At the conference, students and faculty attended various technical workshops as well as listened to inspirational keynote speeches. The conference also provided the women students the opportunity to network with other women in various stages of their careers.
The Expanding Participation in Computing (EPIC) program is designed to motivate and enable low-income and academically talented students – especially women, members of minority populations, students with disabilities, first-generation college students and those from rural communities – to earn baccalaureate degrees in Computer Engineering Technology, Software Engineering Technology, and Information Technology at Oregon Tech.
Civil Engineering Department Receives LeFevre Award
The Civil Engineering Department at Oregon Tech was recently honored with the 2012 Walter LeFevre Award from the American Society of Civil Engineers (ASCE), a national award that recognizes civil engineering departments that promote licensure, ethics and professionalism. The department has a fully licensed faculty, outstanding Fundamentals of Engineering (FE) exam pass rates (93 percent of graduates in 2011), and promotes professional skills and ethical practice at all levels of the curriculum in both civil engineering and general education coursework.
In selecting Oregon Tech, the ASCE Educational Activities Committee “particularly noted the Department’s exemplary promotion of licensure, ethics, and professionalism in engineering education in a small program.”
Eco Owl Vehicle Project
The Oregon Tech Eco Owl is a super high mileage diesel vehicle built as a senior project by eleven mechanical engineering and mechanical engineering technology students at Oregon Institute of Technology’s Klamath Falls campus. The team competed in the Prototype Diesel category of the 2012 Shell Eco-marathon Americas (SEMA) competition held in March in Houston, Texas. The Eco Owl placed third in the diesel prototype category with a best run of 683 mpg.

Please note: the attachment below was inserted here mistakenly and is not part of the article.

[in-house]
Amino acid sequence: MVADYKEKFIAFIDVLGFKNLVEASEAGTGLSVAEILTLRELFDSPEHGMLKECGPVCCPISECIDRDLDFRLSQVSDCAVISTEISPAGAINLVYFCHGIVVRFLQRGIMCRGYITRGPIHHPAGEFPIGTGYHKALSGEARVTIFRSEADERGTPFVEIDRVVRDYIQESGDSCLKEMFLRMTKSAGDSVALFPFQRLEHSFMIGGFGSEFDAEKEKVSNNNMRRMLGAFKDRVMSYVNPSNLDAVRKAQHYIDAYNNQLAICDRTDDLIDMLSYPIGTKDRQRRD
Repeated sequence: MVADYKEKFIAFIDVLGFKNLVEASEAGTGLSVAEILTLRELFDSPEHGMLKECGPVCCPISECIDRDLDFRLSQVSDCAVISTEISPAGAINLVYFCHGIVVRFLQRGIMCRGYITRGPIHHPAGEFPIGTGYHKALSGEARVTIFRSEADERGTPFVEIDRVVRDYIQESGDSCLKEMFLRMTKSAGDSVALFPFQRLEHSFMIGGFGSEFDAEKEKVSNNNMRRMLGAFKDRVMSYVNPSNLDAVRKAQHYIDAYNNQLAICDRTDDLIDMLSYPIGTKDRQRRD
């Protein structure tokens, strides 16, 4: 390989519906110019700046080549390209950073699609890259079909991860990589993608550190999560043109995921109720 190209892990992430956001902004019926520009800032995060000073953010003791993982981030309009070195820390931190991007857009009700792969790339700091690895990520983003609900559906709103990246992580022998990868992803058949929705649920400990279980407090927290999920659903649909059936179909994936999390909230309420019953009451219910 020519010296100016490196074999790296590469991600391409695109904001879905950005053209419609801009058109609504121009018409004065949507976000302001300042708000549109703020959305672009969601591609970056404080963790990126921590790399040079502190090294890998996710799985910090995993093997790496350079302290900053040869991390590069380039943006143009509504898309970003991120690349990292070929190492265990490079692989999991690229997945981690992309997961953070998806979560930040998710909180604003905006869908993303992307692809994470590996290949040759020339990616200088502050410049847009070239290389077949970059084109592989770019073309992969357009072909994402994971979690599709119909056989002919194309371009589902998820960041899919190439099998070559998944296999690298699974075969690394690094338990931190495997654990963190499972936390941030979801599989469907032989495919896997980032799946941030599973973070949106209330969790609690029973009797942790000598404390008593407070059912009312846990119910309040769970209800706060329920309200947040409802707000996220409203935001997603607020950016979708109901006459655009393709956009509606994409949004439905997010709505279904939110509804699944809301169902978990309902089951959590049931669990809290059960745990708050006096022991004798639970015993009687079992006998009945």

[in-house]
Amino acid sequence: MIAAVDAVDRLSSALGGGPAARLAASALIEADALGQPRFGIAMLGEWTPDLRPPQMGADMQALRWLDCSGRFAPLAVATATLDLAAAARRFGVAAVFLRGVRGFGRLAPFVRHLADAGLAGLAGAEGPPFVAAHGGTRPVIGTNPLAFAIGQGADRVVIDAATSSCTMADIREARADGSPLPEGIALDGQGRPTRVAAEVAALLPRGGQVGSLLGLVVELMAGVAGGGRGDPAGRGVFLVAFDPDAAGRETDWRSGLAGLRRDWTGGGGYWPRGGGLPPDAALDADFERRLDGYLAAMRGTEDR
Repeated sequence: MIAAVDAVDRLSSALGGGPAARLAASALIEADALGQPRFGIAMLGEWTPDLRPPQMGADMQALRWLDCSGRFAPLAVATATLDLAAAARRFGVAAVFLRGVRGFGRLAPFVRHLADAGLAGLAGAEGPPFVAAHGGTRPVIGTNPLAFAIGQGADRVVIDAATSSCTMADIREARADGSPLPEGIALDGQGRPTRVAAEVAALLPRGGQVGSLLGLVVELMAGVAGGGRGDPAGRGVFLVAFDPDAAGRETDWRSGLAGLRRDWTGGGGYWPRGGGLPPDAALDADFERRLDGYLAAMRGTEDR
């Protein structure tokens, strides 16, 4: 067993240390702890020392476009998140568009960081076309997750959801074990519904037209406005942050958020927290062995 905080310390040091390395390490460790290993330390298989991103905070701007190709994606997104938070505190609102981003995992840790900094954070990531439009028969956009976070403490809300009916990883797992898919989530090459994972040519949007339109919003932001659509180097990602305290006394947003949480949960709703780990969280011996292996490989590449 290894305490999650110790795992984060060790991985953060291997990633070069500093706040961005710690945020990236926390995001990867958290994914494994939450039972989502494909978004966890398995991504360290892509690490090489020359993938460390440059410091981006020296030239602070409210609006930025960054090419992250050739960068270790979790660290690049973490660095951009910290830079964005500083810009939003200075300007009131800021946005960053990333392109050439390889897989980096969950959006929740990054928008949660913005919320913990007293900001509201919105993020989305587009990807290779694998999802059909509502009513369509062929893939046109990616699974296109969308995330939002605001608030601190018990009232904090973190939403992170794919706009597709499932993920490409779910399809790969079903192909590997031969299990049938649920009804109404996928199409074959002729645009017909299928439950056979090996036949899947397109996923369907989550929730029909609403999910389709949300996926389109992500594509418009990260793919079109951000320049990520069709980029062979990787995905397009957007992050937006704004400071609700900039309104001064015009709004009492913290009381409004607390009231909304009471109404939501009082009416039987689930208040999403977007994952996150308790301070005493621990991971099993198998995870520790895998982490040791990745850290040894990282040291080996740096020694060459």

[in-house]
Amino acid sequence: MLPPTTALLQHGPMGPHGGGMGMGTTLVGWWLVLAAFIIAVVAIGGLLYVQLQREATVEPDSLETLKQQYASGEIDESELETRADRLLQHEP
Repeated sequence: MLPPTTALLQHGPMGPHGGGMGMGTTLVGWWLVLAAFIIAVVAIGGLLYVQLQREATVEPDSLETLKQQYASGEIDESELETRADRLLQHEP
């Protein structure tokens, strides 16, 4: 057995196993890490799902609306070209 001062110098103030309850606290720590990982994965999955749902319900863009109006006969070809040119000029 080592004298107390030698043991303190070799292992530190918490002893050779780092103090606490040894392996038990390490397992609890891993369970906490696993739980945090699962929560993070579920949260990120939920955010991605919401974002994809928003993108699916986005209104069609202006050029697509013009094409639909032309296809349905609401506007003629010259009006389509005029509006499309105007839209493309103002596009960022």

SEMA is a competition for efficient prototype vehicle designs, sponsored annually by Shell Oil Company since 2006. Vehicles compete in multiple fuel type categories such as diesel, gasoline, solar power, hydrogen power, and biodiesel. The Eco-marathon winners are determined by most energy or fuel efficient in each category.
The course is comprised of 10 laps in downtown Houston, totaling a distance of six miles. Fuel is measured at the start and finish of each course run to determine fuel efficiency. The technique for driving the SEMA course is much different from a normal vehicle competition. Since fuel economy is the focus, the technique for efficiently driving combustion engine vehicles is to engage the engine, get up to a pre-calculated top speed, then cut power to the engine and coast as far as possible around the track.
The Eco Owl team was tasked with upgrading and repairing an existing past SEMA entry to compete in the March 2012 competition. The vehicle was originally designed and built by one of the team members, Ivan Sack, and his family during his undergraduate years at the College of the Redwoods in Eureka, California. While functional during past SEMA races, the vehicle was in need of several design changes and repairs to be fit for the 2012 competition.
The senior project team divided into smaller sub teams to work on different parts of the vehicle. Major efforts were focused on redesigning and building a new front steering system and creating a new “unibubble” canopy.
During competition, the Eco Owl completed seven full course runs with no on course break downs. Unlike the majority of entries, the full clear canopy afforded full 360 degree visibility, increasing drivability. Driver Jennine Chesler said the teams from all over the country stopped by their paddock to admire the canopy. “They thought it was the coolest thing about the Eco Owl. They kept asking us, “How did you do that?”
The team credits a partnership with Aqua Glass, a local manufacturer of tub and shower enclosures, for their success. “We’re so thankful for the use of their equipment and expertise. We simply couldn’t have accomplished what we did without their assistance,” said canopy team member Deidre Crowell.